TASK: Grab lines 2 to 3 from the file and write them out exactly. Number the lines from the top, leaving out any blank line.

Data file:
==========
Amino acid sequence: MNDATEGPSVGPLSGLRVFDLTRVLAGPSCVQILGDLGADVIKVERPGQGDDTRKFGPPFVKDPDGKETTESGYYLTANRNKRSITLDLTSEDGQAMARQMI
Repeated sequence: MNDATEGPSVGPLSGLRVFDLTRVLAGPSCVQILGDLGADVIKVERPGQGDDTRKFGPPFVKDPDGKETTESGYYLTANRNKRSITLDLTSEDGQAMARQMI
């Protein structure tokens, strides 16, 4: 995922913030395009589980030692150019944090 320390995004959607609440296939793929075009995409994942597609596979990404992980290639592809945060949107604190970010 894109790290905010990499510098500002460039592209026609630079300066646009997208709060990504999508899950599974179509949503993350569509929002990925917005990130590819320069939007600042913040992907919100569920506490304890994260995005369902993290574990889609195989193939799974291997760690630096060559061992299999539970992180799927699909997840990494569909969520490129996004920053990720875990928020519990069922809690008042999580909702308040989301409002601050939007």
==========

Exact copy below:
Repeated sequence: MNDATEGPSVGPLSGLRVFDLTRVLAGPSCVQILGDLGADVIKVERPGQGDDTRKFGPPFVKDPDGKETTESGYYLTANRNKRSITLDLTSEDGQAMARQMI
């Protein structure tokens, strides 16, 4: 995922913030395009589980030692150019944090 320390995004959607609440296939793929075009995409994942597609596979990404992980290639592809945060949107604190970010 894109790290905010990499510098500002460039592209026609630079300066646009997208709060990504999508899950599974179509949503993350569509929002990925917005990130590819320069939007600042913040992907919100569920506490304890994260995005369902993290574990889609195989193939799974291997760690630096060559061992299999539970992180799927699909997840990494569909969520490129996004920053990720875990928020519990069922809690008042999580909702308040989301409002601050939007």